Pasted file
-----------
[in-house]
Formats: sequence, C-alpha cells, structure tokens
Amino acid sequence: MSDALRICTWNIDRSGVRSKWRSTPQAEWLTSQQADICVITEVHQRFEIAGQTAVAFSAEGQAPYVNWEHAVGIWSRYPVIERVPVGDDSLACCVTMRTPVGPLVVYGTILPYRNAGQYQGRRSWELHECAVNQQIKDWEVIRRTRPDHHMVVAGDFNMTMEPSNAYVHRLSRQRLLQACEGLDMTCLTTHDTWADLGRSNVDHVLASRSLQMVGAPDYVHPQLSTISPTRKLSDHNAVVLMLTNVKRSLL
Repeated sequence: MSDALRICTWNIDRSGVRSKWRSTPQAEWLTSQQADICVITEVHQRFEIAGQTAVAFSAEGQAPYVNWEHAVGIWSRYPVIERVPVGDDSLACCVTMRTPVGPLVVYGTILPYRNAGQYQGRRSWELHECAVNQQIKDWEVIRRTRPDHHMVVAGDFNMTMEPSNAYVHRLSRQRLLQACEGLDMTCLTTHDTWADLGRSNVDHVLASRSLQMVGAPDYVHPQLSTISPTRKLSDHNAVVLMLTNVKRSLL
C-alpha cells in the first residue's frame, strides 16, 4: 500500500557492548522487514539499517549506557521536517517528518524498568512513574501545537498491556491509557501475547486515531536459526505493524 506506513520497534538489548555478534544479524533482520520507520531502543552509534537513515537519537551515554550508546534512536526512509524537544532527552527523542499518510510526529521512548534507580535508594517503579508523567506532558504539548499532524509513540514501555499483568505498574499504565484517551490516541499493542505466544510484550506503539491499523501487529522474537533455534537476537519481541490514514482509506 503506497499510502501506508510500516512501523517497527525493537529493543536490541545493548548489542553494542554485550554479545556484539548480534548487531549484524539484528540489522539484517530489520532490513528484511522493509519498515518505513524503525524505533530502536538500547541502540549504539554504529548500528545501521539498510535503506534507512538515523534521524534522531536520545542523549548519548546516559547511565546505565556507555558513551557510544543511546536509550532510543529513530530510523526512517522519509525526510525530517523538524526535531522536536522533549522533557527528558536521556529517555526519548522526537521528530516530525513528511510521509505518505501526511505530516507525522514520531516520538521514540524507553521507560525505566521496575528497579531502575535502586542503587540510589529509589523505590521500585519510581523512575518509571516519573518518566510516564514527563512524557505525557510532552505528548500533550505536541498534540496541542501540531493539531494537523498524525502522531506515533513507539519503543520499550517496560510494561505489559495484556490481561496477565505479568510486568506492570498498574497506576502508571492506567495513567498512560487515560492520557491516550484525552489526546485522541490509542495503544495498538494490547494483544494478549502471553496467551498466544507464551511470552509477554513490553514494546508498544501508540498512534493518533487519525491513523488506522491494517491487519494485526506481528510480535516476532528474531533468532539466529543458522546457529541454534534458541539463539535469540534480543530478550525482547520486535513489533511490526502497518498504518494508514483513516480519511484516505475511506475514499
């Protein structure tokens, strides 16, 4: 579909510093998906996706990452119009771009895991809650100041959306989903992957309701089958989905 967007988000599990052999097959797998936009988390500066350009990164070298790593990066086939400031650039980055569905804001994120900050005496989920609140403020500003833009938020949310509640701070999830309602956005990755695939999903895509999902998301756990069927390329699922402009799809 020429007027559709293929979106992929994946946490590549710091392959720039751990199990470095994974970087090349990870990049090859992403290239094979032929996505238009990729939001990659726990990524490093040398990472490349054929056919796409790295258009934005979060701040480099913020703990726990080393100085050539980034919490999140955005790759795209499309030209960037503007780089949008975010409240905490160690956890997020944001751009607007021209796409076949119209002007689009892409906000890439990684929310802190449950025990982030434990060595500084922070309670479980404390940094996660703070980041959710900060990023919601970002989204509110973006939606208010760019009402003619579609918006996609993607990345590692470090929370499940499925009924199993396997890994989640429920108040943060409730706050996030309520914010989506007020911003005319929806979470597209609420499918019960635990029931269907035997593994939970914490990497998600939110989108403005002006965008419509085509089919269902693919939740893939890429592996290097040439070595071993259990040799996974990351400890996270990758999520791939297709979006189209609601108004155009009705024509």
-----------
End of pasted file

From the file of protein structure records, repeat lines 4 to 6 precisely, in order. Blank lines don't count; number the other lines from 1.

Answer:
Repeated sequence: MSDALRICTWNIDRSGVRSKWRSTPQAEWLTSQQADICVITEVHQRFEIAGQTAVAFSAEGQAPYVNWEHAVGIWSRYPVIERVPVGDDSLACCVTMRTPVGPLVVYGTILPYRNAGQYQGRRSWELHECAVNQQIKDWEVIRRTRPDHHMVVAGDFNMTMEPSNAYVHRLSRQRLLQACEGLDMTCLTTHDTWADLGRSNVDHVLASRSLQMVGAPDYVHPQLSTISPTRKLSDHNAVVLMLTNVKRSLL
C-alpha cells in the first residue's frame, strides 16, 4: 500500500557492548522487514539499517549506557521536517517528518524498568512513574501545537498491556491509557501475547486515531536459526505493524 506506513520497534538489548555478534544479524533482520520507520531502543552509534537513515537519537551515554550508546534512536526512509524537544532527552527523542499518510510526529521512548534507580535508594517503579508523567506532558504539548499532524509513540514501555499483568505498574499504565484517551490516541499493542505466544510484550506503539491499523501487529522474537533455534537476537519481541490514514482509506 503506497499510502501506508510500516512501523517497527525493537529493543536490541545493548548489542553494542554485550554479545556484539548480534548487531549484524539484528540489522539484517530489520532490513528484511522493509519498515518505513524503525524505533530502536538500547541502540549504539554504529548500528545501521539498510535503506534507512538515523534521524534522531536520545542523549548519548546516559547511565546505565556507555558513551557510544543511546536509550532510543529513530530510523526512517522519509525526510525530517523538524526535531522536536522533549522533557527528558536521556529517555526519548522526537521528530516530525513528511510521509505518505501526511505530516507525522514520531516520538521514540524507553521507560525505566521496575528497579531502575535502586542503587540510589529509589523505590521500585519510581523512575518509571516519573518518566510516564514527563512524557505525557510532552505528548500533550505536541498534540496541542501540531493539531494537523498524525502522531506515533513507539519503543520499550517496560510494561505489559495484556490481561496477565505479568510486568506492570498498574497506576502508571492506567495513567498512560487515560492520557491516550484525552489526546485522541490509542495503544495498538494490547494483544494478549502471553496467551498466544507464551511470552509477554513490553514494546508498544501508540498512534493518533487519525491513523488506522491494517491487519494485526506481528510480535516476532528474531533468532539466529543458522546457529541454534534458541539463539535469540534480543530478550525482547520486535513489533511490526502497518498504518494508514483513516480519511484516505475511506475514499
């Protein structure tokens, strides 16, 4: 579909510093998906996706990452119009771009895991809650100041959306989903992957309701089958989905 967007988000599990052999097959797998936009988390500066350009990164070298790593990066086939400031650039980055569905804001994120900050005496989920609140403020500003833009938020949310509640701070999830309602956005990755695939999903895509999902998301756990069927390329699922402009799809 020429007027559709293929979106992929994946946490590549710091392959720039751990199990470095994974970087090349990870990049090859992403290239094979032929996505238009990729939001990659726990990524490093040398990472490349054929056919796409790295258009934005979060701040480099913020703990726990080393100085050539980034919490999140955005790759795209499309030209960037503007780089949008975010409240905490160690956890997020944001751009607007021209796409076949119209002007689009892409906000890439990684929310802190449950025990982030434990060595500084922070309670479980404390940094996660703070980041959710900060990023919601970002989204509110973006939606208010760019009402003619579609918006996609993607990345590692470090929370499940499925009924199993396997890994989640429920108040943060409730706050996030309520914010989506007020911003005319929806979470597209609420499918019960635990029931269907035997593994939970914490990497998600939110989108403005002006965008419509085509089919269902693919939740893939890429592996290097040439070595071993259990040799996974990351400890996270990758999520791939297709979006189209609601108004155009009705024509």